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Dermatology is a discipline dealing with the aetiology and treatment of skin diseases, which also overlaps with allergology, virology, bacteriology and serology at several points due to the symptoms.

A dermatologist treats the lesions of the skin, hair, nails, oral mucosa, and external genitalia, as well as many sexually transmitted diseases.

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With what symptoms should you see a dermatologist?

It is recommended that you see a dermatologist if you experience the following symptoms:

  • the colour, shape, and size of the mole changes
  • with pigmentation disorders (lack of pigments, liver spots, age spots, freckles)
  • blisters and rashes of unknown origin appear on the surface of the skin or on the genitals
  • allergic skin reaction, hives
  • burning, itchy blisters and scars appear due to bacterial, viral or fungal infections
  • after insect bites, blisters and rashes appear, the area around the bite is permanently inflamed
  • in the presence of skin growths (e.g. fibroids in the folds of the body, neck)
  • in case of permanent hair loss, baldness
  • for effective treatment of dandruff scalp
  • nail problems (nail fungus, ingrown nails)
  • for the professional treatment of acne-prone skin
  • herpes, scars

What diseases does the dermatologist treat?

Skin lesions can be noticed in time in most cases, therefore they can be successfully treated by consulting a dermatologist.

As part of a dermatology clinic and surgical care, we treat the following diseases in our clinics and in our hospital:

  • Removal of premalignant (pre-tumour) lesions and melanoma: “moles” of altered colour, size, and shape should be seen by a dermatologist as soon as possible for timely removal.
  • Removal of benign dermatological lesions: most often fibroids in the form of soft, brownish skin outgrowths, fatty tumours in the subcutaneous adipose tissue, i.e. lipoma, or atheroma due to swelling of the blocked sebaceous gland, get excised.
  • Warts (verruca): a skin lesion caused by a viral infection that most commonly appears on the fingers and back of the hands, soles, torso, and around the genitals. The most common is the common wart (verruca vulgaris), which is easily recognizable by its cauliflower-like appearance, plantar warts (verruca plantaris), which can cause severe pain due to their location, swimming pool warts (mollusca contagiosa), which appear as glossy, dented hemispherical outgrowths, and sexually transmitted genital warts (verruca genitalis).
  • Fungal infections of the skin, nails, and mucous membranes: is caused by fungal species of microscopic size that attack non-viable parts of the skin, the upper stratum corneum, hair, or nails. They cause a variety of symptoms, depending on where they occur: redness, painful blisters, protruding, scaly patches on the surface of the skin, and yellowed, thickened, crumbly nails.
  • Dermatitis: an inflammatory reaction of the skin caused by an allergen. The skin usually becomes red, swollen, and itchy, sometimes scaly and can be wounded. Several types are known, atopic dermatitis due to genetic causes, contact dermatitis due to contact with an allergen, or seborrheic dermatitis caused by dead epithelial cells, so it is necessary to find out the cause in all cases for successful treatment.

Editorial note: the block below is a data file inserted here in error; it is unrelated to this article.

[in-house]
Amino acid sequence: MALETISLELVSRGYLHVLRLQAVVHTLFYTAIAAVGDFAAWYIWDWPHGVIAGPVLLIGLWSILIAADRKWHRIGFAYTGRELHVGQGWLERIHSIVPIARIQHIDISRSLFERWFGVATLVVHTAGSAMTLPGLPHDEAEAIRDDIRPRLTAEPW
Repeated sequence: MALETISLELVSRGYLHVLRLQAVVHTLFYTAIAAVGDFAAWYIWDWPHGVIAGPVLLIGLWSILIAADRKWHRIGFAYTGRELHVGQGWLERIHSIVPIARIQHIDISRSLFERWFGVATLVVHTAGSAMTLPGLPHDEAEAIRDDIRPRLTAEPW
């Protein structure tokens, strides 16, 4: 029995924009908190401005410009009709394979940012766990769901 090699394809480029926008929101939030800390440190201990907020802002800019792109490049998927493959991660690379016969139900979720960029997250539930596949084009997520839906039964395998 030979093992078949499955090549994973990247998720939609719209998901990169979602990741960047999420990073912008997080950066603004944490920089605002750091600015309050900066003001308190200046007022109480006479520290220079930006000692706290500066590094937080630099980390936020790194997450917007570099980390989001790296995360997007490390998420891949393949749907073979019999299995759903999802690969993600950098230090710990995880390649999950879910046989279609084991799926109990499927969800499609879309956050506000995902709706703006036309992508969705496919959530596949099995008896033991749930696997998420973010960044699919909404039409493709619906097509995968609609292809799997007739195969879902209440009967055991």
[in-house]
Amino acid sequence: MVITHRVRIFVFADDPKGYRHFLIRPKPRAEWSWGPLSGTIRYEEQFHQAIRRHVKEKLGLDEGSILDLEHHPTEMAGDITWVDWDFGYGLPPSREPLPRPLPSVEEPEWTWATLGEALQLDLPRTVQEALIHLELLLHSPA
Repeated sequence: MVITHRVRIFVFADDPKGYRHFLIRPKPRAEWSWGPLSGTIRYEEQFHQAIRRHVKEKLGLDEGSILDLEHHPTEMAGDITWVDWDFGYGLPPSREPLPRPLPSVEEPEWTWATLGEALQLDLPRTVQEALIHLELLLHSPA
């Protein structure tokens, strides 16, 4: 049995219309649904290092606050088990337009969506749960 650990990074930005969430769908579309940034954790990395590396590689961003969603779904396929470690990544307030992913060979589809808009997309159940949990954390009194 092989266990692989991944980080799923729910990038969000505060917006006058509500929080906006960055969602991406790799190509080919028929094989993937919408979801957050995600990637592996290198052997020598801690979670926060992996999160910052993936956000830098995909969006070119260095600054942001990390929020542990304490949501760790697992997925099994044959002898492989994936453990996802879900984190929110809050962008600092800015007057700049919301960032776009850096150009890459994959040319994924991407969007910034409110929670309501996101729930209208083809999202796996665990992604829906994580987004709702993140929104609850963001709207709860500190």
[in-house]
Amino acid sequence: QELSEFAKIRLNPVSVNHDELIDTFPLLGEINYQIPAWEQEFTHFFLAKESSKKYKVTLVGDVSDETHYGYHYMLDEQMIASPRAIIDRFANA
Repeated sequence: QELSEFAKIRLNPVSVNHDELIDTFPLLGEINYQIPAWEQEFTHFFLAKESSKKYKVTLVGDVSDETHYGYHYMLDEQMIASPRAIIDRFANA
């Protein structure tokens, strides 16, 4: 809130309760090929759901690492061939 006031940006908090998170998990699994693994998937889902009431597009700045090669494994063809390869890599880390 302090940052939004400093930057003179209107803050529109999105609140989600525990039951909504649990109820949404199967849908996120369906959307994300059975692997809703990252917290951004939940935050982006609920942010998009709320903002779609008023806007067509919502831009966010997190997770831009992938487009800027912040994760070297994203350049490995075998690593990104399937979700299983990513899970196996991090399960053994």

• Acne-prone, pimpled skin: inflammation develops in the follicles that become blocked due to increased sebum production by the bacterium P. Acnes, which can lead to red spots, purulence, or even deeper, severe injuries with lumps and cysts, or scarring. It is easily treated with expert medical help.
  • Rosacea: defective vegetative innervation of the blood vessels of the skin causes vasodilation on the face, a temporary redness that can persist for several days with small aneurysms on the surface of the skin. In its advanced state, acne-like rashes and larger lumps also develop because of the overgrowth of the sebaceous glands. With proper treatment, the deteriorating tendency can be slowed down and the already developed condition can be improved.
  • Psoriasis: a non-communicable, immunologically induced skin disease occurs with red, protruding nodules with white, squamous scaly patches. In many cases, painful arthritis is also associated with skin symptoms. It can become asymptomatic with appropriate therapy.
  • Shingles: following the virus causing chickenpox, a neuritis and dermatitis with red, swollen spots and blisters on the abdominal-chest area. Inflammation is also accompanied by scald-like pain due to nerve involvement, which can occur even before the blisters appear.
  • Pigmentation disorders: a disorder in the formation of the skin’s pigment (melanin), which can cause increased or decreased function. In case of increased melanin production, liver spots, freckles, old spots occur, while in case of decreased production, vitiligo (light spots) or albinism can be observed.
  • Sexually transmitted diseases: The diagnosis and treatment of diseases affecting the genitals, mostly sexually transmitted diseases (gonorrhoea, syphilis, sexually transmitted herpes) are also diagnosed and treated by the dermatologist.

The course of a dermatological examination

The examination begins recording the patient’s medical history. The dermatologist will interview the patient in detail about their symptoms, previous illnesses, and previous disease that occurred in the family. The dermatologist will then examine the altered skin surface. If necessary, they take a closer look at the epidermis and the dermis with a magnifying glass or a special device with internal lighting and magnifying glass, called a dermatoscope.

If necessary, the dermatologist may order a blood test or refer you to another specialty, such as internal medicine, to rule out involvement of other organs, or to surgery to remove any skin lesions.

Dermatology - Medicover